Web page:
Snow is simply frozen water vapor that falls through the atmosphere and into the ground in the form of hexagonal ice crystals.
On the flip side, sleet is melted snow that freezes just before touching the ground. So, it doesn’t descend in the shape of ice crystals; rather, it falls as raindrops.
Atmospheric Condition for Formation
Both types of precipitation occur during winter in the northern hemisphere. But they need different atmospheric conditions to form.
Snow needs a freezing or cold temperature throughout its descent from the clouds to the ground. But for sleet to form, there has to be a layer of air warm enough to melt the snow into water. This water then falls as raindrops.
Just before the raindrops hit the ground, they should meet a thick layer of air with freezing temperatures. Only then will sleet form; if not, freezing rain will form.
Neither of them is dangerous by itself. But they will create nuisance on the road by covering the surfaces. In that sense, sleet creates more problems by making the roads and other surfaces slippery.
And while snow covers a lot more area, it can be plowed off and melted using salt easily.
Are Sleet, Snow, and Freezing Rain the Same?
No, they are not the same thing even though sometimes they occur almost at the same time. Yes, they are all considered precipitations during winter. But they are different in size, shape, and form.
Snow is the unadulterated form of frozen precipitation. On the other hand, sleet and freezing rain are the adulterated versions of snow.
When the warm air melts the snow into water, it produces raindrops. But there are cold layers of air with a freezing temperature that causes the raindrops to freeze. Whether the raindrops become sleet or freezing rain depends on the thickness of the layer of air near the surface.
If the layer of air is thick enough to freeze the droplets before they touch the ground, we get to see sleets. They can be recognized by the shape of ice pellets.
But in case the layer is thin, the droplets hit the freezing ground and freezes. So, freezing rain doesn’t have any shape or form except the shape of raindrops.
Also read: Tips to measuring rain at home easily.
Tips to Stay Safe from Winter Storms
Stay indoors at all times, and protect yourself if you have to go outdoors.
When you’re staying indoors, do the following:
- Wear loose-fitting and lightweight winter clothes
- Always check the local weather news and NOAA weather radio for emergency alerts and information
- Eat well
- Make sure to drink fluids, particularly warm drinks
- Don’t drink alcohol and caffeine since these drinks can cause dehydration
When you need to go out, keep the following pieces of advice in mind:
- Wear layered winter clothing and cover your body head to toe
- The garments should be water repellent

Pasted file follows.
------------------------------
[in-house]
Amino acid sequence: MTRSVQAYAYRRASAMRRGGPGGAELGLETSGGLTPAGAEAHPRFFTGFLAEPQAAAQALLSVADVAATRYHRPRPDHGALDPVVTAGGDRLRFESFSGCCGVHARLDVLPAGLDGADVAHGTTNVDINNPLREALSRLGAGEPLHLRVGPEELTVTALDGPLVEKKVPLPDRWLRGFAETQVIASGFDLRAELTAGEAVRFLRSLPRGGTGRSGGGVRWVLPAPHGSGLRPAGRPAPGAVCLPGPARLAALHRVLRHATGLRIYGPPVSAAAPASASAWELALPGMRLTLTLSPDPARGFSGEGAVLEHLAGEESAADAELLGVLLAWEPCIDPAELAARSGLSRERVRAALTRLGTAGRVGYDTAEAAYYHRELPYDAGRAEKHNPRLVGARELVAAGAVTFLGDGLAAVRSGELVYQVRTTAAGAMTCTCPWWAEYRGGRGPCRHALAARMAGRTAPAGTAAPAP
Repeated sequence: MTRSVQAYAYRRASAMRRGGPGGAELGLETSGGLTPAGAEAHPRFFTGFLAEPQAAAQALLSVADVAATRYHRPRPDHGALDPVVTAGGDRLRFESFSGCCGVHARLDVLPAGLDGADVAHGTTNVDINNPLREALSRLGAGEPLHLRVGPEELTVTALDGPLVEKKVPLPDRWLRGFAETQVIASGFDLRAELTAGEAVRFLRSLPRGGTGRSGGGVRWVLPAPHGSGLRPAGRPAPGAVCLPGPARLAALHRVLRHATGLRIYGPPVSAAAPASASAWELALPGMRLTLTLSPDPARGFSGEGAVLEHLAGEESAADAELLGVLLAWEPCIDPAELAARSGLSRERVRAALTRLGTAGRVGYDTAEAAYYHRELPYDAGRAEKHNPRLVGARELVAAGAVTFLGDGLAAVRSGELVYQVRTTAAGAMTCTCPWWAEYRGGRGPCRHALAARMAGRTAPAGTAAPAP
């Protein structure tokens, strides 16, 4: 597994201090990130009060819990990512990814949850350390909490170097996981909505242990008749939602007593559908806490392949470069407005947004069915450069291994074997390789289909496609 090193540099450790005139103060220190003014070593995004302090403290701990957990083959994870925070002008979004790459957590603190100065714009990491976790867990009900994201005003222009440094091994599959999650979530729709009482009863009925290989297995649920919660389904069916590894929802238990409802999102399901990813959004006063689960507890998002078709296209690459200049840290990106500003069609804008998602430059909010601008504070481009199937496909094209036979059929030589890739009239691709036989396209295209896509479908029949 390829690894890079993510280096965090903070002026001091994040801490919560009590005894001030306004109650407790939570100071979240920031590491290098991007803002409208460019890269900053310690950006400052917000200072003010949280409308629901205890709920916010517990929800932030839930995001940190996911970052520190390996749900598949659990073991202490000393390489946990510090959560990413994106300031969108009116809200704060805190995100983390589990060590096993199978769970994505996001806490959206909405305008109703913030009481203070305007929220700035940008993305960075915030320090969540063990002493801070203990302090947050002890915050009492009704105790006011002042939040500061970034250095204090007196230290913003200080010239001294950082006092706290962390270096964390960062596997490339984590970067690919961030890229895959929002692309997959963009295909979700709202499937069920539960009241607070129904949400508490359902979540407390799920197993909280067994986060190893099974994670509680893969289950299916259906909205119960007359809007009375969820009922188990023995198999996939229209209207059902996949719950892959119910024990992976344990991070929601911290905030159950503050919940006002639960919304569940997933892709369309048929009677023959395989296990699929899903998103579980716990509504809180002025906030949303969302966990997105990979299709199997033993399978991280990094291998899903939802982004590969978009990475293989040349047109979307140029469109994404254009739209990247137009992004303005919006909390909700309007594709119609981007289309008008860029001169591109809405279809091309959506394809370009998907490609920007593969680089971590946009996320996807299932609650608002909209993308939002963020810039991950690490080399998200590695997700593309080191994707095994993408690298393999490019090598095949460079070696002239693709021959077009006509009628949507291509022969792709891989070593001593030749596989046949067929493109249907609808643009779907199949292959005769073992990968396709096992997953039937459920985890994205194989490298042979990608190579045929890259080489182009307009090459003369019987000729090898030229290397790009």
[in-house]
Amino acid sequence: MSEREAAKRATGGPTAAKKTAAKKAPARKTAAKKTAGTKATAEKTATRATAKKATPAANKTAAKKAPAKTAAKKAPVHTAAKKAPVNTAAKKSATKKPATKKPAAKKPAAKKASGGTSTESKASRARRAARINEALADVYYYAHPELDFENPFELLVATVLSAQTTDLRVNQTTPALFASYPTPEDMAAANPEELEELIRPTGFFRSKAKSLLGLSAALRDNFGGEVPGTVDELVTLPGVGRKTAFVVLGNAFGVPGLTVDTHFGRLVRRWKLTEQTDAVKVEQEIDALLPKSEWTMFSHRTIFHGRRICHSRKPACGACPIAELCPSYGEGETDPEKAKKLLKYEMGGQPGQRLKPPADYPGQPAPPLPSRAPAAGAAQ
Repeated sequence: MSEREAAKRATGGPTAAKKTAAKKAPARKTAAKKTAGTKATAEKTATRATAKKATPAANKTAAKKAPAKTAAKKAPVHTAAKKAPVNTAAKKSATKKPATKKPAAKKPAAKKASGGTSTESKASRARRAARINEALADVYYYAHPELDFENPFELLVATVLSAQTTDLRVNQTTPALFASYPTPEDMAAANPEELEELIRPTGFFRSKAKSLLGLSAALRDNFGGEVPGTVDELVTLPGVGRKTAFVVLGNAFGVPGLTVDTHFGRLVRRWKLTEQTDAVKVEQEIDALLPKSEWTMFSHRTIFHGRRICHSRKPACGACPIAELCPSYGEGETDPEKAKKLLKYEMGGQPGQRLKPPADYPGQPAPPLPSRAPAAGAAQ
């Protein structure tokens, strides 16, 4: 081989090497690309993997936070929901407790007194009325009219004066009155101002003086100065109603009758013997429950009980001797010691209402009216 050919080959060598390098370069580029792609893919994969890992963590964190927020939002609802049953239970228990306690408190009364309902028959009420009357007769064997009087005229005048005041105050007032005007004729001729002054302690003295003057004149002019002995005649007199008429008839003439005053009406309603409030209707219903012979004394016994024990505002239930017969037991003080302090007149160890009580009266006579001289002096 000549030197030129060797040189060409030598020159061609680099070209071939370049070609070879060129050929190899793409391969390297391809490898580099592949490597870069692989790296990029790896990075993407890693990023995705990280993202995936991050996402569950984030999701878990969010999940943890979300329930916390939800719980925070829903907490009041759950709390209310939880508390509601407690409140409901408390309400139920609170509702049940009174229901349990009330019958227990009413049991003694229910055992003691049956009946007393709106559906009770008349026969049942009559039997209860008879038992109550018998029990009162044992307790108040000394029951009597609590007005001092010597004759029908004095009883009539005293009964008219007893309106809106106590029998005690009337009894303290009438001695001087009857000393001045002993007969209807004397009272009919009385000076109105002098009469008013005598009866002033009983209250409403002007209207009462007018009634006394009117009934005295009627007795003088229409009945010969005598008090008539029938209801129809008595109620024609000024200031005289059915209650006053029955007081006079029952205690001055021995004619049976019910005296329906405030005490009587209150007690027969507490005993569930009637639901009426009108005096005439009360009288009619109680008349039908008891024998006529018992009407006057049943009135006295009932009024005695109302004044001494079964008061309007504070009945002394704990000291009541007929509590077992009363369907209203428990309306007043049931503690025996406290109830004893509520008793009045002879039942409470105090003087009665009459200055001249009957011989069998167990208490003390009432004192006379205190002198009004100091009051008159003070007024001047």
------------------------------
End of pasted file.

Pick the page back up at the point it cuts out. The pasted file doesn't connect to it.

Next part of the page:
- Use coverings for the mouth and nose to prevent cold from affecting your lungs
- Don’t take deep breaths outside
- Keep alert for signs of hypothermia and frostbite
- Walk and drive carefully if there’s snow or sleet on the road, as both can cause accidents
- Don’t travel alone
- Use publicly accessible roads and transport because you may need help at any moment
- Keep warm fluids with you at all times
- Also, keep emergency communication systems with you such as walkie-talkies or satellite phones and weather instruments if you live in remote areas
1. What does sleet look like?
You can recognize sleet or ice pellets by their translucent properties. These are much smaller than hail.
2. Which countries have never seen snow?
More countries don’t see snow than those that see snow. Countries in the south pacific and near the equator don’t see snow unless they are close to a mountainous region. In Asia, Brunei, the Philippines, Indonesia, and Malaysia don’t see snow either.
3. Is sleet solid or liquid?
Unlike snow and hail, sleet is a mix of both. Sleet has solid surrounding a liquid mass.
4. What are tiny balls of snow called? Sleet?
No, it’s not sleet. It’s called Graupel or snow pellets. They are not translucent like sleet.
5. Can sleet damage your car?
Usually, sleet or ice pellets do not have enough mass to damage your car through impact. Accumulation of sleets can cause scratches at best. But the problem arises when sleet covers the road and makes it slippery.
If you’re comparing snow vs. sleet, the difference is obvious just by their features. But they are similar in terms of the effect they have on our lives.
If there’s too much of it, moving about becomes tough. The good news is that they are easily melted down. And they are not strong enough to hurt you if you’re in the open. But sleet will get you wet much faster than snow.